Survey: US Lags in Mobility

The United States has always lagged behind Japan in having the latest and greatest technologies, but it’s actually dead last across the globe when it comes to even the basics of mobility, according to mobile messaging and commerce provider Sybase 365, a subsidiary of Sybase Inc.

The vendor’s survey of 4,100 mobile phone users across 16 countries indicated that even the most basic SMS mobile services in the US are “severely lacking.”

Meanwhile, China and India, and Asia in general, are growing quickly as consumers adopt new services and continue to use old stalwarts like text messaging. In China, 90 percent of respondents regularly made use of text messaging and instant messaging, compared to only 31.5 percent of US mobile phone users.

When it comes to mobile services and information access, mobile commerce, and mobile communications, the US also brought up the rear -- coming in at just 12.9 percent of respondents -- but it beat out Canada by 1 percent and Australia by less than that. In China, mobile users were four times as likely to use these services.

The survey, conducted by Loudhouse Research, should be taken with a grain of salt, considering that Sybase’s business is built on driving messaging-enabled services, but the results are nonetheless notable. Smartphones have taken off in the US more so than any other country, however, the services have yet to catch up with the rest of the world.

Diarmuid Mallon, senior manager of product marketing and mCommerce at Sybase, says that it’s not for a lack of desire either. 70 percent of the global respondents wanted extra services, and 65 percent were willing to pay for at least one. They didn’t necessarily want it to be cheap either.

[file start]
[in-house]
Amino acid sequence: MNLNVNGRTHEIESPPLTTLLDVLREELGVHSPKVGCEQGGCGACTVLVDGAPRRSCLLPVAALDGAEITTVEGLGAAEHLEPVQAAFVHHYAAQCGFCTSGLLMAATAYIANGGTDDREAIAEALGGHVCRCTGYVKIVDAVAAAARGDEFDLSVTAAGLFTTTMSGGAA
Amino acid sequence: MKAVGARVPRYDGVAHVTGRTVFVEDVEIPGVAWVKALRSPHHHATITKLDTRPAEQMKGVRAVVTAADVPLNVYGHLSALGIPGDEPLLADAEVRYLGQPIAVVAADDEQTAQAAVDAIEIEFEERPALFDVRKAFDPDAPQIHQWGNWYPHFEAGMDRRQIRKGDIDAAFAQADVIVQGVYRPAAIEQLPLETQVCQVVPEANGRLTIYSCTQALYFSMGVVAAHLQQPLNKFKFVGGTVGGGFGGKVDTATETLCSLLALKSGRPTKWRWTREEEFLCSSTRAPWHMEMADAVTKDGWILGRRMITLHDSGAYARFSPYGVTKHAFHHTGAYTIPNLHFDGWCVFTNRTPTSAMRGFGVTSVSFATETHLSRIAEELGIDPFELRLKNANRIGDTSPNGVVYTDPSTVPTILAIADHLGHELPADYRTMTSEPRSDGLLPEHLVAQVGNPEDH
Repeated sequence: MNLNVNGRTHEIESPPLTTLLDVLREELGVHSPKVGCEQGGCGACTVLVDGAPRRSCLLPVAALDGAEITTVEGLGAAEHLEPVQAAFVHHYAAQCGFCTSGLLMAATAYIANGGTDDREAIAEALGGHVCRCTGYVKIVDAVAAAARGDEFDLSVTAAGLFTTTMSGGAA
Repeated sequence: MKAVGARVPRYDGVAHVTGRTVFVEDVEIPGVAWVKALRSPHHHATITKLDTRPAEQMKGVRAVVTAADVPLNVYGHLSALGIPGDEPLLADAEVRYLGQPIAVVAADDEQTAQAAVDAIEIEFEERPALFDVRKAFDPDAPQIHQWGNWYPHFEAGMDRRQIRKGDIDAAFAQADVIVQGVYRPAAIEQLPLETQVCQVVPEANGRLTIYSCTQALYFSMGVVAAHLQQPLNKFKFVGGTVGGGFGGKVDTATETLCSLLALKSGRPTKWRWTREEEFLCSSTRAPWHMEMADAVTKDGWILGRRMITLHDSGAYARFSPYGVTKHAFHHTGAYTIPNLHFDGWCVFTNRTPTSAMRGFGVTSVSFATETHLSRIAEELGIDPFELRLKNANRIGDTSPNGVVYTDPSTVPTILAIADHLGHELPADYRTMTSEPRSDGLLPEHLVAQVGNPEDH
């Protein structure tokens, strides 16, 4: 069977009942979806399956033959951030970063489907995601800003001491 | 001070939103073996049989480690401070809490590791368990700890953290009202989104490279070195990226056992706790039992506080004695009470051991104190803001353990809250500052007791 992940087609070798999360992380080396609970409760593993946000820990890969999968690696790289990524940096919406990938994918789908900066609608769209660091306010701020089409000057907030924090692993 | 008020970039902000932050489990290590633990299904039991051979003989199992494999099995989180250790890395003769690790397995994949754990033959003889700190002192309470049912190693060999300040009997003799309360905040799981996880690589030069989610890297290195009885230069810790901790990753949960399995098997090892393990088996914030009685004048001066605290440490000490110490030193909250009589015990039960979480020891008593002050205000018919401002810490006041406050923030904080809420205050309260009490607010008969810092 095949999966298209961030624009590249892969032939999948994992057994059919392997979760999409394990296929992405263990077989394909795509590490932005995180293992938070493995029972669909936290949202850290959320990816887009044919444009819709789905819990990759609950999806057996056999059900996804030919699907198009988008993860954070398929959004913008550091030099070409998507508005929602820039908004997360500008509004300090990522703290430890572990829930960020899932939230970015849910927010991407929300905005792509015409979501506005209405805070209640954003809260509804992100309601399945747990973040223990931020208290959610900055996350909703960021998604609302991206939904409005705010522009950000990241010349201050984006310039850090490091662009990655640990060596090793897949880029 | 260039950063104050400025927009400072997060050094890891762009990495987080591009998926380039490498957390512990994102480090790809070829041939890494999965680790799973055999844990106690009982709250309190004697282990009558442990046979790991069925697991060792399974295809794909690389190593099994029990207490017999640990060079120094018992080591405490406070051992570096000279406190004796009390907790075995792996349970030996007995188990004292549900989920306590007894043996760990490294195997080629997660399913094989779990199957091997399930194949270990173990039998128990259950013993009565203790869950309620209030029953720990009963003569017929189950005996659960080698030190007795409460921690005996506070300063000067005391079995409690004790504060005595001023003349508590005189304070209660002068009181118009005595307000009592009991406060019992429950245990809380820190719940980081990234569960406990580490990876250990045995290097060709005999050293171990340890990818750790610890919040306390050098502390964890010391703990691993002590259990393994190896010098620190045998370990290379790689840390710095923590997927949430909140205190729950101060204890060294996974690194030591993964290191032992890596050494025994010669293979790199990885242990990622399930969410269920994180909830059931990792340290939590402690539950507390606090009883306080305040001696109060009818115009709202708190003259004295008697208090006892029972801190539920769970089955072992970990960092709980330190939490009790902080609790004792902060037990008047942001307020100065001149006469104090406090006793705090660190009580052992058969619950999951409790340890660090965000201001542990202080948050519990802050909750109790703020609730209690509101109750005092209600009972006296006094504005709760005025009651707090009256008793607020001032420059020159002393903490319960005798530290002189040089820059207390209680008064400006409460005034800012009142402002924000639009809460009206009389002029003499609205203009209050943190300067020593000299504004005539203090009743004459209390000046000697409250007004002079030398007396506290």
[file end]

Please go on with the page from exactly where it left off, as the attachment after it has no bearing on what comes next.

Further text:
“We found that if a service was presented at a lower price point (such as $1) it would receive a less favorable response than when presented at a higher price, indicating the risk of under pricing a service and making it less attractive to consumers,” Mallon said in an email.

Of the respondents, 55 percent were interested in mobile voice-over-IP, 46 percent wanted emergency alerts, and 39 percent wanted mobile banking services. Mobile users in Mexico were the most interested overall in new services.

The survey included respondents from Argentina, Australia, Canada, China, France, Germany, India, Indonesia, Italy, Malaysia, Mexico, Singapore, South Africa, Spain, the UK, and the US.

— Sarah Reedy, Senior Reporter, Light Reading Mobile

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paolo.franzoi 12/5/2012 | 4:37:25 PM
re: Survey: US Lags in Mobility


It is definitely an odd jumble of facts.  The opening line that Japan always has the latest and greatest technology is in point of fact not exactly true.  In some fields, it might be true for some things.

The original buildout of the wireline network and other communications networks have definitely slowed the use of those same services over cellular networks.  In India, the cell phone is your phone.  In the US, the cell phone is your 2nd phone.  Non-voice applications of cell phones definitely roll off at a younger age in the US than other countries - probably for this reason.

On the other hand, the iPhone and iPad started in the US.  It seems to me that the US is jumping generations over other countries.  I wonder what the uptake of iPhone Apps is by country?


shygye75 12/5/2012 | 4:37:25 PM
re: Survey: US Lags in Mobility This is a tough one to follow. Is the conclusion that the US lags the rest of the world because (a) uptake is low, (b) overall demand is low, or (c) services aren't available? Also, do we take into account the fact that wireline service is ubiquitous in the US and a rarity in these emerging markets? And anyone who walks three blocks in Manhattan would question the notion that less than one-third of the population is using mobile services for text messaging.
shygye75 12/5/2012 | 4:37:23 PM
re: Survey: US Lags in Mobility I was on the 7 train a couple of Sundays ago heading to a Mets game (loss, of course). A couple of youngsters were consulting their iPhone to call up a map so they could count the number of stops left in the trip. It didn't occur to them to just look up at the hard-copy map that was posted directly over their head. I'd say we're gaining steadily on Japan, et al. in the technology veneration department.
sarahthomas1011 12/5/2012 | 4:37:23 PM
re: Survey: US Lags in Mobility